stickywire

Signs of poor contractors – upfront payments, poor estimates

by Stickywire on Thursday April 12, 2012

As you likely know, there are good contractors and bad ones. Unfortunately, the bad ones can outnumber the good in some areas but there are ways to tell them apart.

If you are asked for a large payment in advance of the work, beware. A standard upfront payment to a professional contractor is about 10 percent. This ensures the contractor that he will not be out too much of his time and money if you cancel the job after he has booked the time and his crew. It may also pay for materials that the contractor cannot put on credit with his usual suppliers – like exotic woods or stone for countertops. 

Requests for payment in advance of work commencing that are more than 10 percent of the estimated job total should be refused unless there is a very good reason for the payment, such as unusual requests on your part. Be careful, because you can lose every cent of what you pay the contractor in advance if he walks away or goes bankrupt without beginning the work.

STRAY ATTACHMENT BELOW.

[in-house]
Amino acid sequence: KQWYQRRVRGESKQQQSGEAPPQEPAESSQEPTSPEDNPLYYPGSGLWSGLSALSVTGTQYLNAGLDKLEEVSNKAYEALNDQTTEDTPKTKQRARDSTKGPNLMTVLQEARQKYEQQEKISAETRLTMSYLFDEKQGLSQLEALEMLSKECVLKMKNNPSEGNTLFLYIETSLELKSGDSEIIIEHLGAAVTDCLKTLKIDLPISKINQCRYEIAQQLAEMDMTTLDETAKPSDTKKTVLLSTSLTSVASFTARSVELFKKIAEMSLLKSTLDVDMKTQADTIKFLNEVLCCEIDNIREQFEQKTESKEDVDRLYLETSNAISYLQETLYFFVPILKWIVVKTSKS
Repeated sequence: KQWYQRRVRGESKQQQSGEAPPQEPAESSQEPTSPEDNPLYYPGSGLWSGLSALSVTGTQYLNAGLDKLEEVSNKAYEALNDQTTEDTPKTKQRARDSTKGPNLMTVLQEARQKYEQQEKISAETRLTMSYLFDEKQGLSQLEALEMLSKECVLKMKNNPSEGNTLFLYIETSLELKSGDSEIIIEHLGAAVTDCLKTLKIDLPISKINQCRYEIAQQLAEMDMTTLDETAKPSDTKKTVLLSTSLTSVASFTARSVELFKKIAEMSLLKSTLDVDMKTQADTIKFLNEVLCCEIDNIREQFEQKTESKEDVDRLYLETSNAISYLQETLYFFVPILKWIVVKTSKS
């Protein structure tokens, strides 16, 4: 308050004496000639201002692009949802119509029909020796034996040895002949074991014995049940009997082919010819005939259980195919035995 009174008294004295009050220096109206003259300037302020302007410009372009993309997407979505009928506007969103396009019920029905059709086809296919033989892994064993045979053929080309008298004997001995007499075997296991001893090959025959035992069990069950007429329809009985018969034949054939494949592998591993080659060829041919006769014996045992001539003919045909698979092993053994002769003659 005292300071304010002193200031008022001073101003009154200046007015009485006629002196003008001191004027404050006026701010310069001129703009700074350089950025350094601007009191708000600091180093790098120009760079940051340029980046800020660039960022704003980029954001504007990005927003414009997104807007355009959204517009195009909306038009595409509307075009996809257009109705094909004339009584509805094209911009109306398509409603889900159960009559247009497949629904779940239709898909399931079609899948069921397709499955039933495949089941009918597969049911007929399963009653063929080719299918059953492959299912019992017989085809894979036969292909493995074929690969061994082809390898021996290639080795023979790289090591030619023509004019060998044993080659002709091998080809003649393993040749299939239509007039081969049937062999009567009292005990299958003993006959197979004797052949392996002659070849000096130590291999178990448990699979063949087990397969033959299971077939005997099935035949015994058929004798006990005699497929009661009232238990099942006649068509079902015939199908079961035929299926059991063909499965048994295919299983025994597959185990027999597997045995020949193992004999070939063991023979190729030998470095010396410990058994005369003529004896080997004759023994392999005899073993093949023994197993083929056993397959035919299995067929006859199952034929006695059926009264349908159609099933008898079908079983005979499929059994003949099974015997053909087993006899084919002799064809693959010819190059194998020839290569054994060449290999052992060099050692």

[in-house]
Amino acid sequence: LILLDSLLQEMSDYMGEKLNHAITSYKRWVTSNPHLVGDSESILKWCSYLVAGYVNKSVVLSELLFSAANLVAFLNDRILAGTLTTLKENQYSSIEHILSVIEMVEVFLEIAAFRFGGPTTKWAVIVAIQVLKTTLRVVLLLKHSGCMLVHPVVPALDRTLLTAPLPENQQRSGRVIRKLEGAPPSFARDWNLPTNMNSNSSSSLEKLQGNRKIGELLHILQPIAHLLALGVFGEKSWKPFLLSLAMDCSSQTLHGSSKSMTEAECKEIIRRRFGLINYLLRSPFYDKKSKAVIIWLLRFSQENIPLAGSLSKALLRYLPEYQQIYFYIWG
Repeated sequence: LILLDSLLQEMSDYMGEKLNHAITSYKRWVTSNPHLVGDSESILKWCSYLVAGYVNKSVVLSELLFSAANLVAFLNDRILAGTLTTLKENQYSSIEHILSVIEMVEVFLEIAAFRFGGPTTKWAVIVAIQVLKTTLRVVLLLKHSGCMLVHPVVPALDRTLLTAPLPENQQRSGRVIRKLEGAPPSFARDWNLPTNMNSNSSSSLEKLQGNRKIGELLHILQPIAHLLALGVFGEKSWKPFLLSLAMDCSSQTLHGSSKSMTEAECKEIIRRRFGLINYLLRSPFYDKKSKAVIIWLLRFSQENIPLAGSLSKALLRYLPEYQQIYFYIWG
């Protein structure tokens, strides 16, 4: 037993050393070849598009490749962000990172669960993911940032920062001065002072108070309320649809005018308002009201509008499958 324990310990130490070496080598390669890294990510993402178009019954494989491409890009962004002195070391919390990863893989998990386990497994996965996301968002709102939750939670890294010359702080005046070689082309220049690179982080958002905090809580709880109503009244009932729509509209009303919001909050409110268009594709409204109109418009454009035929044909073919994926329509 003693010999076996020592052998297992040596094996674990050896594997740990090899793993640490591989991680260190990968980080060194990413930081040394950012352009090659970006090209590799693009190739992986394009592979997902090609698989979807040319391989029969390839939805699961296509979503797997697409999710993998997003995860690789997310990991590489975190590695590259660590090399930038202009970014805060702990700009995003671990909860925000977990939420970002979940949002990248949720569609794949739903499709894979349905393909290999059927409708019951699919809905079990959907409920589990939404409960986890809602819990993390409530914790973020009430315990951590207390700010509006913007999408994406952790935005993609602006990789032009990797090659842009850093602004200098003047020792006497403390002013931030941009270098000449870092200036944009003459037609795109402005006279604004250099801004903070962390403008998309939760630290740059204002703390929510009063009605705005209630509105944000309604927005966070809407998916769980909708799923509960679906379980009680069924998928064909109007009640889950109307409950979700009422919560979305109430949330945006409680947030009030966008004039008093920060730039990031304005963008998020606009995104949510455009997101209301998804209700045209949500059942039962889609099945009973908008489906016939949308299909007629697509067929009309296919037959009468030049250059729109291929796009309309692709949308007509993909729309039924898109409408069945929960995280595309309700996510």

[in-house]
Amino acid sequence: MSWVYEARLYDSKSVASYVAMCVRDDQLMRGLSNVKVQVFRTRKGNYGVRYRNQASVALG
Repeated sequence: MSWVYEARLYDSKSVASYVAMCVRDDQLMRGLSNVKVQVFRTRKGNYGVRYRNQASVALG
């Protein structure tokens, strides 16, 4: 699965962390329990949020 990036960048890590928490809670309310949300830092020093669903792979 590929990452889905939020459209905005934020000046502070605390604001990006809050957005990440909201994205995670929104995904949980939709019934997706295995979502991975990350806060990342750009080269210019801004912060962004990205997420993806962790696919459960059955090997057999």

Make sure that your contract with the contractor includes a payment schedule with dates on which specific payments are due and with specific reasons for increases in amounts, such as upgrading kitchen cabinets. Nail down a firm estimate for the job but be aware this is an estimate and the final cost can vary by 10 percent or more without a cause specified in the contract. 

A good contractor is unlikely to move away from an estimate because he has calculated the job based on facts. A poor contractor can be all over the map with estimates either because he doesn’t know how to estimate a job properly or he doesn’t intend to do all the promised work anyway.

If the contractor does offer to cut the price of the job by a large amount without explanation, walk away; you will never get quality work from such a poor business person.

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